The Choice opening line: I didn’t know about the loaded gun hidden under his shirt, but the instant Captain Jason Fuller walked into my El Paso office on a summer day in 1980, my gut tightened and the back of my neck stung.
I call to her across the years, to ask her forgiveness. That is what I have returned to Auschwitz to receive, I think. To hear her tell me I did the best with what I knew. That I made the right choice.
In my mind, the first choice Edie makes at 16 is the one that will shape her life forever. Edie is asked by Josef Mengele whether the woman next to her is her sister or mother. Will she ever know if her answer decided the fate of one of the most important people in her life? From this true story of surviving the hell Hitler brought to the world, I have learnt that how we choose to see the world is how we choose to live in it.
“Your eyes”, I tell my sister, “they’re so beautiful. I never noticed them when they were covered up by all that hair” It’s the first time I see that we have a choice: to pay attention to what we’ve lost or to pay attention to what we still have.
For Edie, this comes not when she is pulled alive from a heap of dead bodies, together with her sister. It happens in 2010 when talking to an Army unit returning from combat in Afghanistan.
I reminded myself that I was there to share the most important truth I know, the biggest prison is your own mind, and in your pocket you already hold the key: the willingness to take absolute responsibility for your own life; the willingness to risk; the willingness to release yourself from judgement and reclaim your innocence, accepting and loving yourself for who you really are – human, imperfect, and whole.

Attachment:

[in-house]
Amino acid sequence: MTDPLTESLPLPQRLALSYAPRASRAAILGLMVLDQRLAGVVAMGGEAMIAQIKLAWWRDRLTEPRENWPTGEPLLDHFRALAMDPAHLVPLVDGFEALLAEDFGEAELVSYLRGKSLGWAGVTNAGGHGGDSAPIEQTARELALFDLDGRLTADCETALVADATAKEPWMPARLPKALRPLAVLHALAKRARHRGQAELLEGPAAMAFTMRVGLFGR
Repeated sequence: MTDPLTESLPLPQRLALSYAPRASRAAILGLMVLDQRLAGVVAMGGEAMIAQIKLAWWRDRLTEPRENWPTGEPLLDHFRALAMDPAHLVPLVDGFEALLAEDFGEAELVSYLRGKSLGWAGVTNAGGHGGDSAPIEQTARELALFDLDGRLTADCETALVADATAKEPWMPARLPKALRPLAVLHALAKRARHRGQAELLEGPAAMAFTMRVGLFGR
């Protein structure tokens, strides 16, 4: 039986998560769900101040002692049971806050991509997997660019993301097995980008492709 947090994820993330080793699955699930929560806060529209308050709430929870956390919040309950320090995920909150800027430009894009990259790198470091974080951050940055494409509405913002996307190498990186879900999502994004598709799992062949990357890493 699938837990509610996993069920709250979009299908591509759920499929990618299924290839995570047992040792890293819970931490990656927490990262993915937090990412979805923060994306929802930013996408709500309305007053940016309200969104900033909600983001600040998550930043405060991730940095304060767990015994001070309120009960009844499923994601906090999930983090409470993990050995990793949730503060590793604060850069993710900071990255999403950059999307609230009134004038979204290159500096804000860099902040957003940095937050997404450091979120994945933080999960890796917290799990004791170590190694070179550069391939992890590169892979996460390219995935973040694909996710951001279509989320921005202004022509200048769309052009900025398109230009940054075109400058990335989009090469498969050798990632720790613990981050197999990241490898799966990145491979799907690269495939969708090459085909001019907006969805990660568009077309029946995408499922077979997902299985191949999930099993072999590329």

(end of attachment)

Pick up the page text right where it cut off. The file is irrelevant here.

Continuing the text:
The choice to accept myself as I am: human, imperfect. And the choice to be responsible for my own happiness.
To stop asking why I deserved to survive.
…do everything in my power to honor my parents to see to it that they did not die in vain.
To be useful, to be used up, to survive and to thrive so I can use every moment to make the world a better place.
And to finally, finally stop running from the past. To do everything possible to redeem it, and then let it go. I can make the choice that all of us can make. I can’t ever change the past. But there is a life I can save: It is mine. The one I am living right now, this precious moment.
The eminent psychologist and Holocaust survivor guides us through a universal journey of redemption and healing, after her experiences in Auschwitz.Edith Eger was a gymnast and ballerina when she was sent to Auschwitz at the age of sixteen. There, she was made to dance for the infamous Josef Mengele. Her heroic actions helped her sister to survive, and her bunkmates to save her life, during a death march, after which she was found in a pile of bodies, barely alive.
Edith recovered and moved to America, going on to become an eminent psychologist, and giving the keynote address at Viktor Frankl’s 90th birthday party.
Like Frankl’s Man’s Search for Meaning, Dr Edith Eger’s important book, The Choice, could change your life. Eger shares stories of the Holocaust and the experiences of her clients, who range from survivors of abuse to soldiers suffering from PTSD. She explains how many of us live within a mind that has become a prison and shows how freedom becomes possible once we confront our suffering. Warm, wise and compassionate, The Choice offers profound insights into the nature of human suffering, and our capacity to heal.
But I wasn’t a prisoner anymore.
I could choose my own freedom. I could name my own feelings, of rage, worthlessness, sorrow, regret, I could let them swirl, let them rise and fall, let them pass. And I could risk letting go of the need to punish myself for having lived. I could release my guilt and reclaim my whole pure self.
Format Trade Paperback
Published September 2017